Huntley Johnson believes documents show search committee members met with each other while traveling to meet with Fuchs and other candidates.
The Gainesville Sun by Cindy Swirko
August 9, 2017
In mid-July, the University of Florida settled a public records lawsuit with Gainesville attorney Huntley Johnson, but it soon may be defending itself against a new one — Johnson wants President Kent Fuchs fired. If not, he may sue UF for Sunshine Law violations.
Johnson and his law partner, Amy Osteryoung, contend a trove of recently released documents from the public records request show that UF violated the Sunshine Law during presidential searches in 2012 and in 2014.
“The University of Florida has violated the rules that relate to the Presidential Search being in the Sunshine,” Johnson said in a statement to The Sun. “The remedy for that violation is to set aside the current president’s selection. We would hope that the University of Florida would act immediately now that these documents have been made public. If they do not, then sadly, this law firm will have to engage the University of Florida, again.”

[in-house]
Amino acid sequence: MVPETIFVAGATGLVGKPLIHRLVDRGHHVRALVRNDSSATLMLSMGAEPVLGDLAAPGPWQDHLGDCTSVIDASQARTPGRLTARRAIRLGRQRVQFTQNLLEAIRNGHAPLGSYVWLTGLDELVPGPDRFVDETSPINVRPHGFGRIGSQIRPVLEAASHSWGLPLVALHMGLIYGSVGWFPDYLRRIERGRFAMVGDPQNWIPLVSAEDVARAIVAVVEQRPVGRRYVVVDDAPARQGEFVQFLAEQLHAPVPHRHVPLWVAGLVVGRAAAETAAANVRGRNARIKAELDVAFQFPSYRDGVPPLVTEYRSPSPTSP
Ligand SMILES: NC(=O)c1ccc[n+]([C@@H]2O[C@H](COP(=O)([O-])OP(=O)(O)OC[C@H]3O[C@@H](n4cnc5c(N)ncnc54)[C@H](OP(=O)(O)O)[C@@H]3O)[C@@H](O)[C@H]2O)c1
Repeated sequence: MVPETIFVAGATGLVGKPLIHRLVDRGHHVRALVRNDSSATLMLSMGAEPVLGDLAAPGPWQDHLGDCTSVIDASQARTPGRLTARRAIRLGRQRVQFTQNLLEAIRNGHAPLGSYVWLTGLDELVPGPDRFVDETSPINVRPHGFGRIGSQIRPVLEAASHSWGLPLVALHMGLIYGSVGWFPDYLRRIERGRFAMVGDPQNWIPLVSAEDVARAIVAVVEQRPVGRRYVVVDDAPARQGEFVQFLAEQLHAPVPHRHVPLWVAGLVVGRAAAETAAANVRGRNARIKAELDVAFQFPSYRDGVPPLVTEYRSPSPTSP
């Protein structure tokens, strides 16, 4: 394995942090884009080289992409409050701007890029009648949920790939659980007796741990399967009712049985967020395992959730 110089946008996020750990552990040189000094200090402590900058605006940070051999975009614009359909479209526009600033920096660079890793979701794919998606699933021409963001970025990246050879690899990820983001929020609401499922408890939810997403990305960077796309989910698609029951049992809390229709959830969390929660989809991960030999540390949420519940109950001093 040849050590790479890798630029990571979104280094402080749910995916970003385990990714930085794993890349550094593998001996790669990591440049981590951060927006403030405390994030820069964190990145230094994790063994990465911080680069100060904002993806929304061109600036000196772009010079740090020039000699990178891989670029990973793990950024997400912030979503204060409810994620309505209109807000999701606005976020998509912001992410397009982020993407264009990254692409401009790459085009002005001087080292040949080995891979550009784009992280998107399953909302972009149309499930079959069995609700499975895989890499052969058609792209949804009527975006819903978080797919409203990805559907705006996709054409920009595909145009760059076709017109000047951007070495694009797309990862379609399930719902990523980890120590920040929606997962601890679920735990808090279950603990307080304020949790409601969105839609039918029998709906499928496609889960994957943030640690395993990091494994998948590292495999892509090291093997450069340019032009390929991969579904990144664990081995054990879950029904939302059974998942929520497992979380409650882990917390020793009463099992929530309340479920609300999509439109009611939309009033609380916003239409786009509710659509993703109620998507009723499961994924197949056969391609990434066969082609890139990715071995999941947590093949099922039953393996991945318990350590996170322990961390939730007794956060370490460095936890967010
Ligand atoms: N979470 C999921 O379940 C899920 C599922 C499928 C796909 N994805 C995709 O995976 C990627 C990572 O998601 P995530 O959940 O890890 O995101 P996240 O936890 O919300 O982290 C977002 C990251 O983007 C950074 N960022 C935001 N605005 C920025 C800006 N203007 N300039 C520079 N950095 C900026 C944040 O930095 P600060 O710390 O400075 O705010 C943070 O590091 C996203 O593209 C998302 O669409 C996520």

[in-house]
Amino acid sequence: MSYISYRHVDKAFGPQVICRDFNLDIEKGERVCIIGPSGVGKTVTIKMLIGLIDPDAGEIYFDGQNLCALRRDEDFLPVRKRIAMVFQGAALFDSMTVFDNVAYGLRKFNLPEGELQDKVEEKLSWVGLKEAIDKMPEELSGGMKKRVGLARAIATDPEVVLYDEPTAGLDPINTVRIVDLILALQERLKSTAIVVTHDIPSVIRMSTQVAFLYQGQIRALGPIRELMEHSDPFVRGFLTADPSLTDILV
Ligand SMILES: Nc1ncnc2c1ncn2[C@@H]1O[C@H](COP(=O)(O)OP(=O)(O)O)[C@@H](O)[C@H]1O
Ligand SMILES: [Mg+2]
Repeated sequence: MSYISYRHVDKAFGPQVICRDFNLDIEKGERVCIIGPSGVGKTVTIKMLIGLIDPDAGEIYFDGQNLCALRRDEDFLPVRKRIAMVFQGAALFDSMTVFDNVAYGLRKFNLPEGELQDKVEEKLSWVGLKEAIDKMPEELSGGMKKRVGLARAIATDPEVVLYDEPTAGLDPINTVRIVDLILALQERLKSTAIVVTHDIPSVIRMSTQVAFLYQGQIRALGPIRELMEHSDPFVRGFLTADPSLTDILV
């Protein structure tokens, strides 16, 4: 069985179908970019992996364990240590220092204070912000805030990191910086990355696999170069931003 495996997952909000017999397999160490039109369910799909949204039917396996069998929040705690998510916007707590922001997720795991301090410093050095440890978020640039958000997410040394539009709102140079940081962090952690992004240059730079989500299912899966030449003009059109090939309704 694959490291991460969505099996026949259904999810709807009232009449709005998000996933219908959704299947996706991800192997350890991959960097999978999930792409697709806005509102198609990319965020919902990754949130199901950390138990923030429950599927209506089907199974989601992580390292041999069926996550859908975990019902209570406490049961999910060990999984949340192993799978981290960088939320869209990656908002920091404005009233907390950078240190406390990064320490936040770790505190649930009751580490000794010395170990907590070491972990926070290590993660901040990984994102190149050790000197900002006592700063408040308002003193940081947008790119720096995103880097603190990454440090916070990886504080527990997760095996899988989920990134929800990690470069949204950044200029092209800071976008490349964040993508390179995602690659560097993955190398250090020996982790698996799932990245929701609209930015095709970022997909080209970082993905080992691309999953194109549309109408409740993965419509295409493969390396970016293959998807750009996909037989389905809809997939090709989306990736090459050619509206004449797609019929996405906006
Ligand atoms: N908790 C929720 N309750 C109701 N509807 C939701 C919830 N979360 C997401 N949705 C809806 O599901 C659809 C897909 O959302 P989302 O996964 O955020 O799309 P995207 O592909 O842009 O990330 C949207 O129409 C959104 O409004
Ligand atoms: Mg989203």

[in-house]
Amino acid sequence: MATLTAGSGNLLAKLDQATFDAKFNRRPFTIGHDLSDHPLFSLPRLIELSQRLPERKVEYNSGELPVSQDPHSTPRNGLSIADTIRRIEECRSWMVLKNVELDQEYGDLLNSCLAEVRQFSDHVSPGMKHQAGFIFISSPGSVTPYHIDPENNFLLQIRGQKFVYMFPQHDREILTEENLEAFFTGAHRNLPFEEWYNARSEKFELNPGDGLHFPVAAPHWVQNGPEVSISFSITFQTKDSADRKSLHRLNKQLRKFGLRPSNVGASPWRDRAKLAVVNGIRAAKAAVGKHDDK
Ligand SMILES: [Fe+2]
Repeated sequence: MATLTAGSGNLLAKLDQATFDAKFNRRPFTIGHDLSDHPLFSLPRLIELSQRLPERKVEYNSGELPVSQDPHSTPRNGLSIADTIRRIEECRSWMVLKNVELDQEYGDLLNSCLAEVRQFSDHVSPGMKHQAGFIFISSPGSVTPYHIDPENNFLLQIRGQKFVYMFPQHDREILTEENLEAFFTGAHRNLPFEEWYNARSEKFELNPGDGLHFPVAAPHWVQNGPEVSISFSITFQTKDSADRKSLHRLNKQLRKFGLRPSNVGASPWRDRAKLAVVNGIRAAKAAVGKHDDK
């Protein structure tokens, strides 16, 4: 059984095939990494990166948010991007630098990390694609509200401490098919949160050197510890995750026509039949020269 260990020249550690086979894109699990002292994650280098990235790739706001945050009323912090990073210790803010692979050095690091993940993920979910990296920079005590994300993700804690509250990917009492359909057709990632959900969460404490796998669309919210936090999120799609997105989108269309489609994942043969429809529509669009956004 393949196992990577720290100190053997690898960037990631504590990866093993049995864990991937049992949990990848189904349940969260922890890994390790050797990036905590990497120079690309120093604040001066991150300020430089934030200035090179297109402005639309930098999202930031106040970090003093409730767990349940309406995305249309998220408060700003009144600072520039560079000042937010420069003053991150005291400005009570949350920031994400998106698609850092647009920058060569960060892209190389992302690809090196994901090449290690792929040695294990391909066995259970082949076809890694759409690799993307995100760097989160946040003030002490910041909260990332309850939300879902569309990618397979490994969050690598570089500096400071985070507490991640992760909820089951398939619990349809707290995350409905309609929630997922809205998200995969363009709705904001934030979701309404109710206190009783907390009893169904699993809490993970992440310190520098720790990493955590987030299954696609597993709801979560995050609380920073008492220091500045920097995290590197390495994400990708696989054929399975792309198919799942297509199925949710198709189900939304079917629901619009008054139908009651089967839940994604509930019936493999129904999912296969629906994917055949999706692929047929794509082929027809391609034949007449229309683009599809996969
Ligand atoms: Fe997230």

UF spokeswoman Janine Sikes said UF officials would not comment on the threat.
“The Board of Trustees and the (State University System) Board of Governors unanimously approved Dr. Fuchs and we are not going to comment on what Mr. Johnson and Ms. Osteryoung are planning to do,” Sikes said.
Earlier this year Florida Rep. Bob Rommel, R-Naples, filed a bill to exempt candidates for university searches from the Sunshine Law.
An analysis of the bill by the legislative staff laid out the current law.
“Information obtained by a search committee or consultant, including applications and other information gathered by a committee or consultant regarding applicants, must be made available for copying and inspection upon request,” the analysis states. “In addition, any meetings associated with the search process, including vetting of applicants, are open to the public.”
Under the law, members of government-sanctioned groups such as city commissions, university boards of trustees and search committees are not to discuss privately matters that might come before them.